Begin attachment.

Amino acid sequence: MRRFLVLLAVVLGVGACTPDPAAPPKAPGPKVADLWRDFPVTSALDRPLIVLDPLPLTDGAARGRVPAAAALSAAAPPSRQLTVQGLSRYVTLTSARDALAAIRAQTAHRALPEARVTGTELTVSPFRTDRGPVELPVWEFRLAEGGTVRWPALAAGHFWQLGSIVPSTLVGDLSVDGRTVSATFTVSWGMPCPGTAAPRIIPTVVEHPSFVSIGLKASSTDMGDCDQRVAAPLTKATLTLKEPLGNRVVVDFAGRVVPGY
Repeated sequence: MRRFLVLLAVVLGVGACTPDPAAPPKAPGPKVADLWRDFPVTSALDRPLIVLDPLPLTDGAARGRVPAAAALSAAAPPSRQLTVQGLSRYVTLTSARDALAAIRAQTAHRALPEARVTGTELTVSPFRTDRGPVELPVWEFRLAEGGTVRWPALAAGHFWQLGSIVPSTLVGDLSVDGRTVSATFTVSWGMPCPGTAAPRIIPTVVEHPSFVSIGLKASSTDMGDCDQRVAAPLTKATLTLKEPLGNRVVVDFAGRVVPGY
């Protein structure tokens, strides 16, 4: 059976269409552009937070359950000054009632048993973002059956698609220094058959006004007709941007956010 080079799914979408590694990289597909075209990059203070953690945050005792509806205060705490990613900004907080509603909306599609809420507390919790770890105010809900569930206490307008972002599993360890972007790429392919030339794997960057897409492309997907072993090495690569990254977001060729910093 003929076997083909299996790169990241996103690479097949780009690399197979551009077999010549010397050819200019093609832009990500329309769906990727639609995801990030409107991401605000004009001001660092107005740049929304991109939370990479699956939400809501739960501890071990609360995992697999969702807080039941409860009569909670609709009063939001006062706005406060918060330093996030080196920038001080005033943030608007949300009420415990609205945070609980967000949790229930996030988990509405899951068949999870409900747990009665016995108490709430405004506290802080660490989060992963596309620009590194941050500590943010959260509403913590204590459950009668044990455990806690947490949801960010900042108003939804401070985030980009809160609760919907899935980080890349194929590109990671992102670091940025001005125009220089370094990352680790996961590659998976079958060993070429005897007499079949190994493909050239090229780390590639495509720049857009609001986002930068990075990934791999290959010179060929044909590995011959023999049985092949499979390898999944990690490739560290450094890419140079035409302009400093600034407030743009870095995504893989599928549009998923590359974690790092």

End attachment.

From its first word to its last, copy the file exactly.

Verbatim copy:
Amino acid sequence: MRRFLVLLAVVLGVGACTPDPAAPPKAPGPKVADLWRDFPVTSALDRPLIVLDPLPLTDGAARGRVPAAAALSAAAPPSRQLTVQGLSRYVTLTSARDALAAIRAQTAHRALPEARVTGTELTVSPFRTDRGPVELPVWEFRLAEGGTVRWPALAAGHFWQLGSIVPSTLVGDLSVDGRTVSATFTVSWGMPCPGTAAPRIIPTVVEHPSFVSIGLKASSTDMGDCDQRVAAPLTKATLTLKEPLGNRVVVDFAGRVVPGY
Repeated sequence: MRRFLVLLAVVLGVGACTPDPAAPPKAPGPKVADLWRDFPVTSALDRPLIVLDPLPLTDGAARGRVPAAAALSAAAPPSRQLTVQGLSRYVTLTSARDALAAIRAQTAHRALPEARVTGTELTVSPFRTDRGPVELPVWEFRLAEGGTVRWPALAAGHFWQLGSIVPSTLVGDLSVDGRTVSATFTVSWGMPCPGTAAPRIIPTVVEHPSFVSIGLKASSTDMGDCDQRVAAPLTKATLTLKEPLGNRVVVDFAGRVVPGY
């Protein structure tokens, strides 16, 4: 059976269409552009937070359950000054009632048993973002059956698609220094058959006004007709941007956010 080079799914979408590694990289597909075209990059203070953690945050005792509806205060705490990613900004907080509603909306599609809420507390919790770890105010809900569930206490307008972002599993360890972007790429392919030339794997960057897409492309997907072993090495690569990254977001060729910093 003929076997083909299996790169990241996103690479097949780009690399197979551009077999010549010397050819200019093609832009990500329309769906990727639609995801990030409107991401605000004009001001660092107005740049929304991109939370990479699956939400809501739960501890071990609360995992697999969702807080039941409860009569909670609709009063939001006062706005406060918060330093996030080196920038001080005033943030608007949300009420415990609205945070609980967000949790229930996030988990509405899951068949999870409900747990009665016995108490709430405004506290802080660490989060992963596309620009590194941050500590943010959260509403913590204590459950009668044990455990806690947490949801960010900042108003939804401070985030980009809160609760919907899935980080890349194929590109990671992102670091940025001005125009220089370094990352680790996961590659998976079958060993070429005897007499079949190994493909050239090229780390590639495509720049857009609001986002930068990075990934791999290959010179060929044909590995011959023999049985092949499979390898999944990690490739560290450094890419140079035409302009400093600034407030743009870095995504893989599928549009998923590359974690790092």